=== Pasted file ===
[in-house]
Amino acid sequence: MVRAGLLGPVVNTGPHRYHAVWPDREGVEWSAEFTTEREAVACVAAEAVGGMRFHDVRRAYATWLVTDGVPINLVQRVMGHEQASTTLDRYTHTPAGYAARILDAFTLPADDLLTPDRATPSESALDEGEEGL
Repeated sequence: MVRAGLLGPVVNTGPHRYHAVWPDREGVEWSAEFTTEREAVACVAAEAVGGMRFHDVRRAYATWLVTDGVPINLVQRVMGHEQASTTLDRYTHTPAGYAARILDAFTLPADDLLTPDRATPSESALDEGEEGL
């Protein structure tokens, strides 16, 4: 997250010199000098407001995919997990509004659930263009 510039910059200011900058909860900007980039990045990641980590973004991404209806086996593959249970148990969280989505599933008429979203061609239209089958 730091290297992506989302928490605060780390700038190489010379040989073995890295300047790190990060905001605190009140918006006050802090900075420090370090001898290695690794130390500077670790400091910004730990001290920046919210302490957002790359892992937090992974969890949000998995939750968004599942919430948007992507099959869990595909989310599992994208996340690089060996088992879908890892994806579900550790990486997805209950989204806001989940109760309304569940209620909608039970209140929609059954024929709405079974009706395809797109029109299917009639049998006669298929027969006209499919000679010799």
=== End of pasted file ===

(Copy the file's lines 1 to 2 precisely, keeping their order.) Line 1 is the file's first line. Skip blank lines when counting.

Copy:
[in-house]
Amino acid sequence: MVRAGLLGPVVNTGPHRYHAVWPDREGVEWSAEFTTEREAVACVAAEAVGGMRFHDVRRAYATWLVTDGVPINLVQRVMGHEQASTTLDRYTHTPAGYAARILDAFTLPADDLLTPDRATPSESALDEGEEGL